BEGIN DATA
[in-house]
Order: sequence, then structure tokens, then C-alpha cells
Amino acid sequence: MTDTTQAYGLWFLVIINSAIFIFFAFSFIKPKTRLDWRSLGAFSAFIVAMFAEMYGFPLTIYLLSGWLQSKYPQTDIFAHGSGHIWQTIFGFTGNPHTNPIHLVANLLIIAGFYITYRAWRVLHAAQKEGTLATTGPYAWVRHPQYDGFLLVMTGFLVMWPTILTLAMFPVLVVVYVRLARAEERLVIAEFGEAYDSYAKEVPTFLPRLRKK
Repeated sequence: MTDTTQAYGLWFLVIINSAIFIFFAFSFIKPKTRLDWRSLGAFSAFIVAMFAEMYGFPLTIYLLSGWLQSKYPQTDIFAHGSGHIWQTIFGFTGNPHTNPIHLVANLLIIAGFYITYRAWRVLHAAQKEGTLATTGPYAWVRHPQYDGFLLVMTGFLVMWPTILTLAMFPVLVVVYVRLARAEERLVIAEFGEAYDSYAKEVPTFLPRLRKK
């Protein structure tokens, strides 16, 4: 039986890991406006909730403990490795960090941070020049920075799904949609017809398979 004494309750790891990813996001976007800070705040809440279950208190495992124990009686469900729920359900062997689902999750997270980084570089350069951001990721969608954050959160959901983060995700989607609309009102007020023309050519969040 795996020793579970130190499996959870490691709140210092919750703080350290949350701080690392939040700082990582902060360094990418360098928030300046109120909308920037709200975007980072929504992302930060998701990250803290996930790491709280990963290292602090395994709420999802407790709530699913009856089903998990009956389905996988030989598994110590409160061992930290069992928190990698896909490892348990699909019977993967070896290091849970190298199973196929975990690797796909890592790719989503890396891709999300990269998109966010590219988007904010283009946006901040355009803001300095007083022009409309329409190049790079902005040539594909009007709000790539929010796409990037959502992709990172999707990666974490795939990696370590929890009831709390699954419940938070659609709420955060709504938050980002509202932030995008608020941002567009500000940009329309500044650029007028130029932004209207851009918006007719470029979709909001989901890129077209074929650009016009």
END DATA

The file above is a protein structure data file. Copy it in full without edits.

[in-house]
Order: sequence, then structure tokens, then C-alpha cells
Amino acid sequence: MTDTTQAYGLWFLVIINSAIFIFFAFSFIKPKTRLDWRSLGAFSAFIVAMFAEMYGFPLTIYLLSGWLQSKYPQTDIFAHGSGHIWQTIFGFTGNPHTNPIHLVANLLIIAGFYITYRAWRVLHAAQKEGTLATTGPYAWVRHPQYDGFLLVMTGFLVMWPTILTLAMFPVLVVVYVRLARAEERLVIAEFGEAYDSYAKEVPTFLPRLRKK
Repeated sequence: MTDTTQAYGLWFLVIINSAIFIFFAFSFIKPKTRLDWRSLGAFSAFIVAMFAEMYGFPLTIYLLSGWLQSKYPQTDIFAHGSGHIWQTIFGFTGNPHTNPIHLVANLLIIAGFYITYRAWRVLHAAQKEGTLATTGPYAWVRHPQYDGFLLVMTGFLVMWPTILTLAMFPVLVVVYVRLARAEERLVIAEFGEAYDSYAKEVPTFLPRLRKK
């Protein structure tokens, strides 16, 4: 039986890991406006909730403990490795960090941070020049920075799904949609017809398979 004494309750790891990813996001976007800070705040809440279950208190495992124990009686469900729920359900062997689902999750997270980084570089350069951001990721969608954050959160959901983060995700989607609309009102007020023309050519969040 795996020793579970130190499996959870490691709140210092919750703080350290949350701080690392939040700082990582902060360094990418360098928030300046109120909308920037709200975007980072929504992302930060998701990250803290996930790491709280990963290292602090395994709420999802407790709530699913009856089903998990009956389905996988030989598994110590409160061992930290069992928190990698896909490892348990699909019977993967070896290091849970190298199973196929975990690797796909890592790719989503890396891709999300990269998109966010590219988007904010283009946006901040355009803001300095007083022009409309329409190049790079902005040539594909009007709000790539929010796409990037959502992709990172999707990666974490795939990696370590929890009831709390699954419940938070659609709420955060709504938050980002509202932030995008608020941002567009500000940009329309500044650029007028130029932004209207851009918006007719470029979709909001989901890129077209074929650009016009």